UK-based companies can now apply for certification under the Fair Tax Mark scheme, which has stemmed from a campaign for greater corporate tax fairness that has been supported by a range of NGOs, civil society organisations, trade unions and churches. The scheme's UK-based Multi-National Standard assesses a company's tax arrangements and rewards them for providing full country-by-country reporting, for example. The Fair Tax Mark believes that only when companies publicly report the profits they make and the taxes that they pay in every country where they make them (in full) can any evidence of profit shifting come to light and companies be held accountable by the citizens of the countries where their actions have an impact. In order to achieve the standard, MNCs must also state and prove that they do not use tax havens for tax avoidance purposes. A number of FTSE350 companies, such as Go-Ahead Group, Marshalls, and SSE are already accredited to the Fair Tax Mark

In addition to foreign direct investment, migrant remittances form a vital external source of finance to developing countries, and frequently directly support and benefit the welfare of migrants' families especially women and children. In 2017, immigrants sent $38 billion (€31.1 billion) back home to Africa, according to a study by the World Bank, which also found that the money could go further if it were not more expensive to send money to Africa than anywhere else in the world. Based on provisional data from the UN, of the $613 billion in total remittances formally recorded worldwide in 2017, over 75% went to low- and middle-income countries. While the global average cost of sending money has slowly decreased in recent years, it was still estimated to be over 7% in 2017, more than double the target transaction cost of 3% to be achieved by 2030 (as set out in Goal objective 10.c). Whilst the money transfer market continues to be dominated by a handful of major operators, which charge high fees, smaller companies such as WorldRemit have begun to emerge which offer more reasonable transaction fees of less than 4%. These alongside options such as mobile money transfers (as described under Goal 1 - No Poverty) offer viable alternatives which enable users to make the most of their money.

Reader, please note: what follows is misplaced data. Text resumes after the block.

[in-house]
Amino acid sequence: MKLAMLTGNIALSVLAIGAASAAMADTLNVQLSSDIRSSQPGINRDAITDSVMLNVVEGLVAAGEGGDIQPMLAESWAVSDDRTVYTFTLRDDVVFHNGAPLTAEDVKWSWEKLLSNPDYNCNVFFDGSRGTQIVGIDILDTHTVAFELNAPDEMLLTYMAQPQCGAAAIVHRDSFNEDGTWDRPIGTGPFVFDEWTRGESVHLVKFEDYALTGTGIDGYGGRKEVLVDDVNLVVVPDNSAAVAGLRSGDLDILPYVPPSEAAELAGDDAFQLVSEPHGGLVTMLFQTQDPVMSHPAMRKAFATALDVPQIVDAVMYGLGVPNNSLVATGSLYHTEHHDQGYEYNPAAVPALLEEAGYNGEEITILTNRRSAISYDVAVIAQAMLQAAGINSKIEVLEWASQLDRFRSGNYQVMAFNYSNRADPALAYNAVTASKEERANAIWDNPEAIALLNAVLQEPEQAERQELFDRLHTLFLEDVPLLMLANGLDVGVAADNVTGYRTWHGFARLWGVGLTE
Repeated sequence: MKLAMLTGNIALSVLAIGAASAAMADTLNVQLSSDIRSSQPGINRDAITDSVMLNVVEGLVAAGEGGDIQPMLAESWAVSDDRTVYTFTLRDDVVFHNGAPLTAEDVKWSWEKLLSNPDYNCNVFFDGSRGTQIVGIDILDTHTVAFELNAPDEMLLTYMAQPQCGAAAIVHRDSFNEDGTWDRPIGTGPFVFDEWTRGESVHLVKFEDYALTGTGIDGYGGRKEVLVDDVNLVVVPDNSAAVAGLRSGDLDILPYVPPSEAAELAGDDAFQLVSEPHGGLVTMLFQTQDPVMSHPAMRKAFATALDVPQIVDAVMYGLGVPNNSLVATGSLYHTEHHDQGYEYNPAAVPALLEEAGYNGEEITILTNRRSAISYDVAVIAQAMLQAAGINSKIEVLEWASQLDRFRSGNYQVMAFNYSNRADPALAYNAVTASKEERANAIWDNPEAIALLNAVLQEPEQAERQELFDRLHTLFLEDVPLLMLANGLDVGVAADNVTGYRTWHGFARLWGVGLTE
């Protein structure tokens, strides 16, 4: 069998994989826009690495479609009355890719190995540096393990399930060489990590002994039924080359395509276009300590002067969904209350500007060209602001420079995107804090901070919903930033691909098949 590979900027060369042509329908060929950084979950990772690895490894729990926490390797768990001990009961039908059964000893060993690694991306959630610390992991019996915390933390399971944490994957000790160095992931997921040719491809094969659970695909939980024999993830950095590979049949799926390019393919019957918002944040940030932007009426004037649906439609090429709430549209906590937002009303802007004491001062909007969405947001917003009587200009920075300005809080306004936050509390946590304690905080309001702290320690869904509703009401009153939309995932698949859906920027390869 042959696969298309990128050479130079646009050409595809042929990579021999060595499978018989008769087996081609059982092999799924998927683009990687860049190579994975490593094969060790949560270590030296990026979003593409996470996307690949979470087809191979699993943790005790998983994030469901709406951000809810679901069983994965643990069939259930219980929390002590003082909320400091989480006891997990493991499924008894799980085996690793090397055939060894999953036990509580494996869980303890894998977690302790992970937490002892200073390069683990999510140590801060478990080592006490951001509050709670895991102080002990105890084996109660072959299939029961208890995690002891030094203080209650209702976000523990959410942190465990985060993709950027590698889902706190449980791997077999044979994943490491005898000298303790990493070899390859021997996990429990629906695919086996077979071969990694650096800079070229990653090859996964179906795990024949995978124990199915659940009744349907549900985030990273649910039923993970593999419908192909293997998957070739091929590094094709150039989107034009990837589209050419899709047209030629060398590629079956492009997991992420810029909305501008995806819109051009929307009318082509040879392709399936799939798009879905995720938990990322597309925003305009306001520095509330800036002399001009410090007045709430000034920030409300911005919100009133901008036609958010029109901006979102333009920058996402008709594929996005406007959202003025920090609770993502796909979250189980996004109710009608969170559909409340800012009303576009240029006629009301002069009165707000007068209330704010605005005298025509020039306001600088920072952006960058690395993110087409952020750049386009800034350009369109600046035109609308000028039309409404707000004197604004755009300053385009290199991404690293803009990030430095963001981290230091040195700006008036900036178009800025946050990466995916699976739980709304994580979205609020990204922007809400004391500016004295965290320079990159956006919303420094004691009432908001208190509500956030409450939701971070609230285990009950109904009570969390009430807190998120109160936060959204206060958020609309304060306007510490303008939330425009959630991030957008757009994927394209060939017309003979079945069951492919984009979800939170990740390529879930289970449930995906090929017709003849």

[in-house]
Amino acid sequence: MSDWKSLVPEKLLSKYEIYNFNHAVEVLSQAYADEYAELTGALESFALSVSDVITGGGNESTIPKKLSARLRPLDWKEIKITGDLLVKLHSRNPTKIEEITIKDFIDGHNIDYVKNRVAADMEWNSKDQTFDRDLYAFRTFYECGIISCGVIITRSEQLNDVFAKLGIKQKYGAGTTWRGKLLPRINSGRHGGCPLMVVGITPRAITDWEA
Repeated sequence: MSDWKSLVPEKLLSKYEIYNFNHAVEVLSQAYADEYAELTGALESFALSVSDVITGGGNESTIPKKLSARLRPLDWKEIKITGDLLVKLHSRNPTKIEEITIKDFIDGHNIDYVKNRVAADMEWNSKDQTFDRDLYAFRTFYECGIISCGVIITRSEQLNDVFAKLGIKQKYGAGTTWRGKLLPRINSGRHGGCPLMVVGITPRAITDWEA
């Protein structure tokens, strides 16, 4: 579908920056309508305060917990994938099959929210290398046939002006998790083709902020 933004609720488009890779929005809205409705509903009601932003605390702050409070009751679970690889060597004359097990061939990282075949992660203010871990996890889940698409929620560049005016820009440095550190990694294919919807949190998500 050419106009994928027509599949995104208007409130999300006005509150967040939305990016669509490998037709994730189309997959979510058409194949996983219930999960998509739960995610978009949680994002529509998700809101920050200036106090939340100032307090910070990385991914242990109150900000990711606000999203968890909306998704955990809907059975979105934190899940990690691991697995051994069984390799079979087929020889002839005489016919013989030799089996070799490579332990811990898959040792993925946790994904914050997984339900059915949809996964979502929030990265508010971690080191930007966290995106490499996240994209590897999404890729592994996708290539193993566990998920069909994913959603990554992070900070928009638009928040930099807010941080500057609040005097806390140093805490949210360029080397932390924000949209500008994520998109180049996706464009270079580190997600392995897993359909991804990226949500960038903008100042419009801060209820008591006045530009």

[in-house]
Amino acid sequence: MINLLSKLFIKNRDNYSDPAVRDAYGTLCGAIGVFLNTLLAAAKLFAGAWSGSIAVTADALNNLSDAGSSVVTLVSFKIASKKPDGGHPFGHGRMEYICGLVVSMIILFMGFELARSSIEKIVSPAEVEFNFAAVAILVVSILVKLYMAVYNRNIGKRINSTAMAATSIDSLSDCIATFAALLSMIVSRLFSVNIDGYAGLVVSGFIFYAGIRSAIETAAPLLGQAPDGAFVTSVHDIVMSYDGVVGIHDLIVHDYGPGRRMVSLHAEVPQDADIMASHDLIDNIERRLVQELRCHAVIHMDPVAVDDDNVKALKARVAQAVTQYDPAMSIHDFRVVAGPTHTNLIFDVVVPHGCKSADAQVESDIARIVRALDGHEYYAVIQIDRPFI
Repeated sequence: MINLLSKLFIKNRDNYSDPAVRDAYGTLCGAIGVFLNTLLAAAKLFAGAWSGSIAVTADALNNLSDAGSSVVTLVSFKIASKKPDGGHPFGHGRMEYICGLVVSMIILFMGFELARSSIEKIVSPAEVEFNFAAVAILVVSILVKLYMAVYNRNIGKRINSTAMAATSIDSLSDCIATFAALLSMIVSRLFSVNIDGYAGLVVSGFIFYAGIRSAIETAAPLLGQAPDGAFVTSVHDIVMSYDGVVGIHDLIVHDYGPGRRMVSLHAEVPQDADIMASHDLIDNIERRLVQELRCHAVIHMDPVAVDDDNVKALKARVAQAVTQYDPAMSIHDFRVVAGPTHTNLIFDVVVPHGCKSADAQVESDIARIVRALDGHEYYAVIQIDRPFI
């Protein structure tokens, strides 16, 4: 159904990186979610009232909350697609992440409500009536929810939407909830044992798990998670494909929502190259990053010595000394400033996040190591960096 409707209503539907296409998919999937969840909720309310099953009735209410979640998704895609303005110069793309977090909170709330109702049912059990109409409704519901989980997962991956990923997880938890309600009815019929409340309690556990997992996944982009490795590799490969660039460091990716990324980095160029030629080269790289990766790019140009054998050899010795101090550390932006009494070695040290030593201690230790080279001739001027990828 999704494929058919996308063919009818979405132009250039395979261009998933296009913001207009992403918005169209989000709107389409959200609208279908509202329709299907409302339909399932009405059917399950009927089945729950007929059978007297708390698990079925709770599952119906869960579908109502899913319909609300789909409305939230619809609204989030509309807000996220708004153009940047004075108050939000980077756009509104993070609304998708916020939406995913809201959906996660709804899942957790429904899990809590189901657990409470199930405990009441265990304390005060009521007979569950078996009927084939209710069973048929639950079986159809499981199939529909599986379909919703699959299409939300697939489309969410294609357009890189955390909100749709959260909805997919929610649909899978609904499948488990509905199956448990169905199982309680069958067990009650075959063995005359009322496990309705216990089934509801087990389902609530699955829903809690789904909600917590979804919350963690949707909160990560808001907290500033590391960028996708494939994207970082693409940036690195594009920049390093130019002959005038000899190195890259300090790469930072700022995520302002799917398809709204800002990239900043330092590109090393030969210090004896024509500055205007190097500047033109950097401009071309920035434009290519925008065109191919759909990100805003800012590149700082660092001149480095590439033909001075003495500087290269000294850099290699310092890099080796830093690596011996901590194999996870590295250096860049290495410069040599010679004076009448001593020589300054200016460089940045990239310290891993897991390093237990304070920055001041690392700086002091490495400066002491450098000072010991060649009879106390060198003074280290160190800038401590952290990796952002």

People with disabilities are particularly vulnerable as they are often marginalised due to the limited number of opportunities available to them, which may widen inequalities between those with and without disabilities. Increased access to assistive technologies such as hearing aids, wheelchairs, communication aids, and eye glasses can help to address this imbalance by enabling users to gain or re-gain employment, and increase their participation within public and political spheres, for example. The World Health Organization states that globally, more than one billion people need one or more assistive products but currently, only 1 in 10 people in need have access to such products. French company Essilor has partnered with the Queen Elizabeth Diamond Jubilee Trust to take its social business model to Africa, in order to enable those on the lowest incomes to buy a pair of glasses that meet their requirements. This model already operates in India, Bangladesh and Indonesia, where Essilor has a network of businessmen and women to whom it sells glasses for $1 a pair. These are then sold on to customers for $3. The company's CEO is keen to point out that its venture in Africa is not philanthropy but a clear business opportunity in an untapped market, and hopes to have 20 million new wearers of glasses by the end of 2018.


The cases outlined above demonstrate that there are plenty of possibilities for the private sector to contribute to this goal by adopting more transparent operating practices and paying their fair share of tax, and by meeting the demand for low cost assistive technologies in developing countries, for example. The opportunities for companies to support the aims of Goal 10 have yet to be fully realised but are clearly present should they decide to focus on them.